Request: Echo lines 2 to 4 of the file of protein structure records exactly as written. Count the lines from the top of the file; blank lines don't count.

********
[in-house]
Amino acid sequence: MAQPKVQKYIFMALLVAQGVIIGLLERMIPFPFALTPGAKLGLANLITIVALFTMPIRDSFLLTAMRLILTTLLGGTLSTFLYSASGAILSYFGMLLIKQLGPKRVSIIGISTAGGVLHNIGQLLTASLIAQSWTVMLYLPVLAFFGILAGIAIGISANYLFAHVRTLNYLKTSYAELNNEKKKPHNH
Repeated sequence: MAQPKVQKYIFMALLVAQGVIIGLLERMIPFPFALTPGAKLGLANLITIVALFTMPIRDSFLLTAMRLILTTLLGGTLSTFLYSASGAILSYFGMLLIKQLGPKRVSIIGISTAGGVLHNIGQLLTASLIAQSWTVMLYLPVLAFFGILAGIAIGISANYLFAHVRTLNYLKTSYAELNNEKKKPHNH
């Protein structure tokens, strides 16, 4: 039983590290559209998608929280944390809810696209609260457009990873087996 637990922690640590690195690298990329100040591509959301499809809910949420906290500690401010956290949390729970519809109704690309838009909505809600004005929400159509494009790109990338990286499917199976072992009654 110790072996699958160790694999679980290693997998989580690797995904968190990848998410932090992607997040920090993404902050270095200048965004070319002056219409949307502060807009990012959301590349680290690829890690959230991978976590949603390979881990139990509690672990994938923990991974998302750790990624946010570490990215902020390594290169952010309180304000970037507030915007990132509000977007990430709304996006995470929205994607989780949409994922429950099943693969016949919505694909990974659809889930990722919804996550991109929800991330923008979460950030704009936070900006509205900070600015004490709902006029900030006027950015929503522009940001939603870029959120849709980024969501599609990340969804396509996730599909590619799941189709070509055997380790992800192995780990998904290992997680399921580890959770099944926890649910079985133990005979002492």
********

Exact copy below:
Amino acid sequence: MAQPKVQKYIFMALLVAQGVIIGLLERMIPFPFALTPGAKLGLANLITIVALFTMPIRDSFLLTAMRLILTTLLGGTLSTFLYSASGAILSYFGMLLIKQLGPKRVSIIGISTAGGVLHNIGQLLTASLIAQSWTVMLYLPVLAFFGILAGIAIGISANYLFAHVRTLNYLKTSYAELNNEKKKPHNH
Repeated sequence: MAQPKVQKYIFMALLVAQGVIIGLLERMIPFPFALTPGAKLGLANLITIVALFTMPIRDSFLLTAMRLILTTLLGGTLSTFLYSASGAILSYFGMLLIKQLGPKRVSIIGISTAGGVLHNIGQLLTASLIAQSWTVMLYLPVLAFFGILAGIAIGISANYLFAHVRTLNYLKTSYAELNNEKKKPHNH
């Protein structure tokens, strides 16, 4: 039983590290559209998608929280944390809810696209609260457009990873087996 637990922690640590690195690298990329100040591509959301499809809910949420906290500690401010956290949390729970519809109704690309838009909505809600004005929400159509494009790109990338990286499917199976072992009654 110790072996699958160790694999679980290693997998989580690797995904968190990848998410932090992607997040920090993404902050270095200048965004070319002056219409949307502060807009990012959301590349680290690829890690959230991978976590949603390979881990139990509690672990994938923990991974998302750790990624946010570490990215902020390594290169952010309180304000970037507030915007990132509000977007990430709304996006995470929205994607989780949409994922429950099943693969016949919505694909990974659809889930990722919804996550991109929800991330923008979460950030704009936070900006509205900070600015004490709902006029900030006027950015929503522009940001939603870029959120849709980024969501599609990340969804396509996730599909590619799941189709070509055997380790992800192995780990998904290992997680399921580890959770099944926890649910079985133990005979002492």